Welcome to my serial science-fiction/fantasy adventure, The Only City Left. This is the story of Allin Arcady and his adventures through a dying, planet-sized city called Earth. (Click here for the Table of Contents.)
At the end of Part 85, Allin revealed his plan: keep Doyle outside in the thin, freezing air until the moon sets, they both revert to their human forms, and they die. Whoa, heavy.
The Only City Left: Part 86
Doyle took his foot off of my neck and offered me a hand. Alert for any treachery, I took it. I was actually surprised when all he did was help me up and step back a few paces.
“I’ve been chasing you for your entire life, Allin,” he said. “And now the chase is finally at an end. But you’re not half so clever as you believe if you think I’m just going to give up and let the moon set on me out here.”
“Go ahead, try to make it back in time. I may not be able to kill you, but I can slow you down for long enough.”
“You’d really sacrifice yourself just to make sure I die?” he asked. He seemed genuinely confused.
He shrugged. “Then I’ll have to kill you quick.”
He leaped toward me, claws out, but I expected the attack and caught him by his wrists. I couldn’t stop him from continuing to barrel toward me, though.
He smashed into me and we ended up in a rough embrace, each trying to claw and bite the other to pieces, but we were so evenly matched that neither could get the upper hand. We stumbled to and fro in the maze of protrusions that littered this section of the roof, crunching into machinery and vents and pipes that hopefully no one below us was relying on. As we crashed around, I wondered how it was that he hadn’t torn me apart yet. He was bigger and had more strength and experience; it should have been an easy victory.
Listening to his ragged breathing, I realized what was working in my favor. He wasn’t used to this kind of exertion. As a ghost, he never got tired, never wore himself down. If he needed more energy, his nanoswarm could siphon it from the world around him. Up here, in his physical body and dealing with the bitter cold and thin air, he had spent himself chasing me. His reserves were running low.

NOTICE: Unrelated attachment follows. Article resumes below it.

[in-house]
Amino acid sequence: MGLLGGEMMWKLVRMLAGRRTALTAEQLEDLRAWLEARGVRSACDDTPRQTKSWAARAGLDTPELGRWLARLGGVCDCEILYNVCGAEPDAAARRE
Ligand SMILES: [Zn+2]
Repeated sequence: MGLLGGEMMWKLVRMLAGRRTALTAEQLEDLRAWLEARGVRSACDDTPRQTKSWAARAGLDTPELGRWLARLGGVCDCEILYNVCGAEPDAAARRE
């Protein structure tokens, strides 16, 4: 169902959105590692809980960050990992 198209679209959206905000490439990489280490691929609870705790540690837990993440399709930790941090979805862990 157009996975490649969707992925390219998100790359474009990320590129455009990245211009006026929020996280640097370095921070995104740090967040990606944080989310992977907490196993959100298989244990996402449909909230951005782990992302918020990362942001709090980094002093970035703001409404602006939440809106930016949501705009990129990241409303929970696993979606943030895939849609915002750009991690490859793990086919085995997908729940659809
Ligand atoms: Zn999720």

I, on the other hand, felt energized by this realization.
“Getting tired, Doyle? Need a break?” I asked as I took the lead in our dance.
I swung him around and ran him into a chest-high exhaust vent, then reversed direction to smack his head into a thick stand of pipes.
“Is this what you’ve wanted all these years, Doyle? To feel?”
I lunged out and raked him with my claws, giving him a set of wounds to match mine. He put his hand to his chest and looked down at the blood oozing through his fingers.
“Hurt. Pain. Fear,” I said. “Is being alive again all you ever hoped it would be?”
I laughed at his distraught expression. It felt good to be on the offensive for once, to be the one in power, the hunter instead of the hunted. I imagined that with one leap I could be on Doyle, ripping out his throat with my teeth. His imaginary blood tasted delicious to my fevered mind. Standing there watching him cower, I felt like a true werewolf for the first time.
Only I didn’t want to be a werewolf, didn’t want to beat Doyle at his own game.
The moon was lower in the sky now; if I could hold out a little longer, I’d never have to fight the wolf inside of me again. Warring against my instincts, I put my hands up and said, “There’s no point in fighting anymore. Let’s wait out the end peacefully.”
Doyle sneered and licked his own blood off of his palm. “Peacefully? And just when I was beginning to be proud of you.”
He ran at me with a surprising burst of speed, but I easily caught his outstretched hands in mine and began to push him back.
“One thing I want to know before the end,” I said. “What did you get out of all this death and destruction?”
“That’s the difference between you and me, Allin,” Doyle said as I pushed him further and further backward despite his attempts to dig in his heels. “You need reasons. I just did it because.”